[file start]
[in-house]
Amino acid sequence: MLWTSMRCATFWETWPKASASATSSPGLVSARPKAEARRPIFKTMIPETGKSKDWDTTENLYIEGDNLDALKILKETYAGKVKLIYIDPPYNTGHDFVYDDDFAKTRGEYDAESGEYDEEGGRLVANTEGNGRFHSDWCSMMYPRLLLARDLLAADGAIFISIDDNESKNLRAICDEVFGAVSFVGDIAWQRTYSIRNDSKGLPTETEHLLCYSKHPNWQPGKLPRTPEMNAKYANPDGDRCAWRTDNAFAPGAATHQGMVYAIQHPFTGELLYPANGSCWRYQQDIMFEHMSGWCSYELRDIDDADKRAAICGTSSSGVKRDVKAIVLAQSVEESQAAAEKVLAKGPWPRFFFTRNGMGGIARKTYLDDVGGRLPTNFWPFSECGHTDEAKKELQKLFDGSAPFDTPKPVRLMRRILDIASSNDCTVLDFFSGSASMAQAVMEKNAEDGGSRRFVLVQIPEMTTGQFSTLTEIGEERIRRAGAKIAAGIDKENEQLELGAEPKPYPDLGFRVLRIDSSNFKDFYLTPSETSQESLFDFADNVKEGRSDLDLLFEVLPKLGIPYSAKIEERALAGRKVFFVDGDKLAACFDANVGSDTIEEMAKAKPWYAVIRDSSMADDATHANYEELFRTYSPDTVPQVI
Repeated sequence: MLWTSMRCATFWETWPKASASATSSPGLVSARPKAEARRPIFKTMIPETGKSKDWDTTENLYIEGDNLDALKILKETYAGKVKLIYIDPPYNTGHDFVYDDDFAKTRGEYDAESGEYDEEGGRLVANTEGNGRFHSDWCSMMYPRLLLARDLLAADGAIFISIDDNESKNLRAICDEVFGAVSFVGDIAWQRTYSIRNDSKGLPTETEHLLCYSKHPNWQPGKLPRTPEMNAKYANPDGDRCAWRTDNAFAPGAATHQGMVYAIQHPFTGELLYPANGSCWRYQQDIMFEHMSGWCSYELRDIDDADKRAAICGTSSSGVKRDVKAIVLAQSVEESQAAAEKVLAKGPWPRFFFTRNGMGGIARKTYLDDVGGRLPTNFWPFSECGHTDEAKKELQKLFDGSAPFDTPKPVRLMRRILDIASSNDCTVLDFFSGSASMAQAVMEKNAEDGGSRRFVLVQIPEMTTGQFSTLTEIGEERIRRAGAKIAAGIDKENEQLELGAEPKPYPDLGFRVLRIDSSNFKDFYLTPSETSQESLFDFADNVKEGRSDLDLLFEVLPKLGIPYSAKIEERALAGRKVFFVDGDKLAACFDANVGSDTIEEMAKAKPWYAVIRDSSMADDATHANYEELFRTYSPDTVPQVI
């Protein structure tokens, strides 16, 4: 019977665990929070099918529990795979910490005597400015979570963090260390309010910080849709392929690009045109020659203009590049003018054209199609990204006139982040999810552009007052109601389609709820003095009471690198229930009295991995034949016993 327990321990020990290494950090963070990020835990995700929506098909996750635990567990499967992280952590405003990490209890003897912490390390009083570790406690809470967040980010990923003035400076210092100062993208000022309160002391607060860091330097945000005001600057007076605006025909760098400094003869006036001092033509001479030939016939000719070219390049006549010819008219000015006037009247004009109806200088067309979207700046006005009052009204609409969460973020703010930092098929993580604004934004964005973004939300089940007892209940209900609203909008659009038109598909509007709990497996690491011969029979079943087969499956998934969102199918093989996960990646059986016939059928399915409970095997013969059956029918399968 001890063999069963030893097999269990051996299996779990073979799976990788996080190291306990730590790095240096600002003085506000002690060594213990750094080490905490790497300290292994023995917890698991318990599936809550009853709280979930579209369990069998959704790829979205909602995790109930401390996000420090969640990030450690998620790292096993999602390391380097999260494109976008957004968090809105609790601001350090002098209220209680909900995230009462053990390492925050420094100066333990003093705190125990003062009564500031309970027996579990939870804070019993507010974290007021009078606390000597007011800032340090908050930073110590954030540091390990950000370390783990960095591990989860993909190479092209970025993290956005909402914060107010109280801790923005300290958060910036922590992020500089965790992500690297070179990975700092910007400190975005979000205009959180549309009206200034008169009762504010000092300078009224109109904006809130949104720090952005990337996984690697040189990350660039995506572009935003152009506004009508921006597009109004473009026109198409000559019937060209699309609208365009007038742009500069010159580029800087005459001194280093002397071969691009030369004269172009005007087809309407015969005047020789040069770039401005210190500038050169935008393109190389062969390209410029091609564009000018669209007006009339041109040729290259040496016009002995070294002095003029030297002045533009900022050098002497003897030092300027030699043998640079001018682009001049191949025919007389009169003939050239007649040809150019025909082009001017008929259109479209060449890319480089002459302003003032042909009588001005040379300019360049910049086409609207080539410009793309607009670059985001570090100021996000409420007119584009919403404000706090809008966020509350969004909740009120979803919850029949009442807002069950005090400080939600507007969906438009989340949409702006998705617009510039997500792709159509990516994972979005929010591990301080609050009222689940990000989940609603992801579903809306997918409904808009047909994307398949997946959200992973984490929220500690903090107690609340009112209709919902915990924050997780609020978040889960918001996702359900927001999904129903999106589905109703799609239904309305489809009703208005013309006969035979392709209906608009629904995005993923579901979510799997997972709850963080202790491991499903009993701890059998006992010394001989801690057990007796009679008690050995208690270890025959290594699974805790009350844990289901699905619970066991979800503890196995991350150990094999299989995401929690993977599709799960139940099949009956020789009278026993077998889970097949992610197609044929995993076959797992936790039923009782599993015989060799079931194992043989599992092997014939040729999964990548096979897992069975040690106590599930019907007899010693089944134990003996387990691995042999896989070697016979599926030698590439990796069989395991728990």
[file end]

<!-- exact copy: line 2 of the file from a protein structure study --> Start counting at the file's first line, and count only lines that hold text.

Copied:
Amino acid sequence: MLWTSMRCATFWETWPKASASATSSPGLVSARPKAEARRPIFKTMIPETGKSKDWDTTENLYIEGDNLDALKILKETYAGKVKLIYIDPPYNTGHDFVYDDDFAKTRGEYDAESGEYDEEGGRLVANTEGNGRFHSDWCSMMYPRLLLARDLLAADGAIFISIDDNESKNLRAICDEVFGAVSFVGDIAWQRTYSIRNDSKGLPTETEHLLCYSKHPNWQPGKLPRTPEMNAKYANPDGDRCAWRTDNAFAPGAATHQGMVYAIQHPFTGELLYPANGSCWRYQQDIMFEHMSGWCSYELRDIDDADKRAAICGTSSSGVKRDVKAIVLAQSVEESQAAAEKVLAKGPWPRFFFTRNGMGGIARKTYLDDVGGRLPTNFWPFSECGHTDEAKKELQKLFDGSAPFDTPKPVRLMRRILDIASSNDCTVLDFFSGSASMAQAVMEKNAEDGGSRRFVLVQIPEMTTGQFSTLTEIGEERIRRAGAKIAAGIDKENEQLELGAEPKPYPDLGFRVLRIDSSNFKDFYLTPSETSQESLFDFADNVKEGRSDLDLLFEVLPKLGIPYSAKIEERALAGRKVFFVDGDKLAACFDANVGSDTIEEMAKAKPWYAVIRDSSMADDATHANYEELFRTYSPDTVPQVI